Asteronymes – Claire Trévien

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Asteronyme is the word for a sequence of asterisks used to hide a name or password. I wonder what this book of poetry is hiding.

Poetry is a like a window into a person’s soul, but not all windows are clear. Words can paint the desires and emotions often left hidden in the depths of the unconscious mind but it is not always apparent what emotions the words are hiding, just as you can never been sure of the meaning behind the asterisk in any given password.

In some ways I find that poetry is the most personal form of literary expression. There is always passion in writing – even the most terrible novel, or simplest anecdote can tell you something about a person – but delve into the world of the poetical and you have something more. Sometimes the simplest method of expression is in poetical thought, but to express doesn’t mean to be understood.

The poems nestled within this obscure blue cover relay extremely personal experiences, and linguistic experimentation. Trévien takes the reader with her on a journey through the Scottish Island of Arran, a remote place wrought with contradiction, where ancient rocks and history meet the cruel harsh reality of digital life.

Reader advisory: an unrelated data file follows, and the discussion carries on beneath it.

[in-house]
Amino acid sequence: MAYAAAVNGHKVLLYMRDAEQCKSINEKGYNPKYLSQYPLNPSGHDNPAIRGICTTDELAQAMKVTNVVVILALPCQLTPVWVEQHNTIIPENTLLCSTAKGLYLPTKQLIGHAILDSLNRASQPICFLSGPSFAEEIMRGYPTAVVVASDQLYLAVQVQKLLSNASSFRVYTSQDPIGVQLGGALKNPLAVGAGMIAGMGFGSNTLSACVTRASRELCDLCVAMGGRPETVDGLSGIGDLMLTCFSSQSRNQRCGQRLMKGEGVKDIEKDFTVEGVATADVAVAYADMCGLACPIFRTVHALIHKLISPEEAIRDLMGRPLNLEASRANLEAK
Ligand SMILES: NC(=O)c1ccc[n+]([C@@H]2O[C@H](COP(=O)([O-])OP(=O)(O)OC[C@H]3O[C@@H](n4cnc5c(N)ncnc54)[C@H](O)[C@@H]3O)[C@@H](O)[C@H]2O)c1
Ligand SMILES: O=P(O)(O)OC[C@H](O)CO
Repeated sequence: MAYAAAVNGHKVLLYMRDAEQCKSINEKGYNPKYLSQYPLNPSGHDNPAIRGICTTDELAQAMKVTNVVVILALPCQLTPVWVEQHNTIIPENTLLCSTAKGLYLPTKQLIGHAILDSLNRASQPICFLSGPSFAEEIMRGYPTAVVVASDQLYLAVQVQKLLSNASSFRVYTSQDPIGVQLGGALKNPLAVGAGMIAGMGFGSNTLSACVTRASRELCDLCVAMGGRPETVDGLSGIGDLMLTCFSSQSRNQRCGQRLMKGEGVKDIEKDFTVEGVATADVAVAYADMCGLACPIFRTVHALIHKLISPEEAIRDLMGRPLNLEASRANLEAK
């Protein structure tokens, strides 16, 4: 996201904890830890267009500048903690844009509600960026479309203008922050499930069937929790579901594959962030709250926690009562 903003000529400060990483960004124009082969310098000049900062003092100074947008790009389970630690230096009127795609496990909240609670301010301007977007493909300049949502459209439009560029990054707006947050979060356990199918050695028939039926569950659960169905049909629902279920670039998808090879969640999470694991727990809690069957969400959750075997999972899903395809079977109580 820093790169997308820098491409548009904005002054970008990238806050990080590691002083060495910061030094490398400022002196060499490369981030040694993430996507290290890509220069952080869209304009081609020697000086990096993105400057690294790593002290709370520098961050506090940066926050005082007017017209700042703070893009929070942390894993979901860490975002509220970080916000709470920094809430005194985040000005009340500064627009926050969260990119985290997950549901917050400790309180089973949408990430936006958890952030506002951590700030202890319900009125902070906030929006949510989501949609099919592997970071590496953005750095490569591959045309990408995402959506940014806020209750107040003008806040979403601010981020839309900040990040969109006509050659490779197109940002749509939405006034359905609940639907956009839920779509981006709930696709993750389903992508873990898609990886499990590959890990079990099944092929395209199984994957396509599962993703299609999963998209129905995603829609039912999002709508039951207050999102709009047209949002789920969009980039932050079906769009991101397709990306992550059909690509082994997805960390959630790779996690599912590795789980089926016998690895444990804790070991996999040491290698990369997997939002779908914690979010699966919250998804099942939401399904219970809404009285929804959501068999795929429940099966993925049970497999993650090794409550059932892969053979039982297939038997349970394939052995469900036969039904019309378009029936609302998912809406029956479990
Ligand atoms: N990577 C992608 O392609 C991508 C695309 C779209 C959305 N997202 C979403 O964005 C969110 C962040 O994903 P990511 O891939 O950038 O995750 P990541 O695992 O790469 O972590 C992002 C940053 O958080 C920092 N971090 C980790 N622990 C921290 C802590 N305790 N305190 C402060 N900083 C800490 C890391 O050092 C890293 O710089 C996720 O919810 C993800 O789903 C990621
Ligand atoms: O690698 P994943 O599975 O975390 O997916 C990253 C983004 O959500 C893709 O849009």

Alongside caves adorned with the mythical carvings of old, where snow-peaked mountains meet coastal palm trees and the post-industrial rush of life, past, present and prelife experiences come together to explore the remote Scottish countryside. Trévien’s voice emerges in an explosion of lyrical, poetic exploration which speaks of the destruction of timeless places by the passing of time itself.

Ruin, neglect and progression come together in an expression that is all at once playful, creative, and explorative, and challenges the boundaries of traditional poetical construction. Trévien’s words are at times humorous and crass, and other mournful and waning, serving as an elegy to destruction and neglect throughout time.

I don’t often take the time to read modern poetry, preferring instead to stay loyal to my grandfather’s dusty edition of Palgrave’s Golden Treasury, and a crumbling copy of Gray’s Elegy Written in a Country Churchyard, but I’m very pleased I decided to pick up this humble little collection up. It really is a breath of fresh air, and I found myself wanting to experiment with some of the new techniques and styles uncovered within the text. To be sure my attempts are nowhere near as eloquent as Trévien’s, but it was lovely to have the desire reawakened within me.

If you are looking for a new collection to revive your senses and inspire your creative spirit you really need look no further than Asteronymes. Trévien is definitely a very exciting new voice to the world of poetry.

Not forgotten – Lesley Ann Anderson

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You have probably wondered what happens to us after we die – is there a heaven or hell? Can we expect to be reincarnated into something very distinct from our human selves? Do we become absorbed into an inky black nothingness, remaining only as memories after the lights turn out? Or maybe there is something different waiting for us after death. In Not Forgotten, author Lesley Ann Anderson explores this final idea. Delving into the complex nature of life after death – not just in the form of what happens to people that die, but of the lives of those left behind. .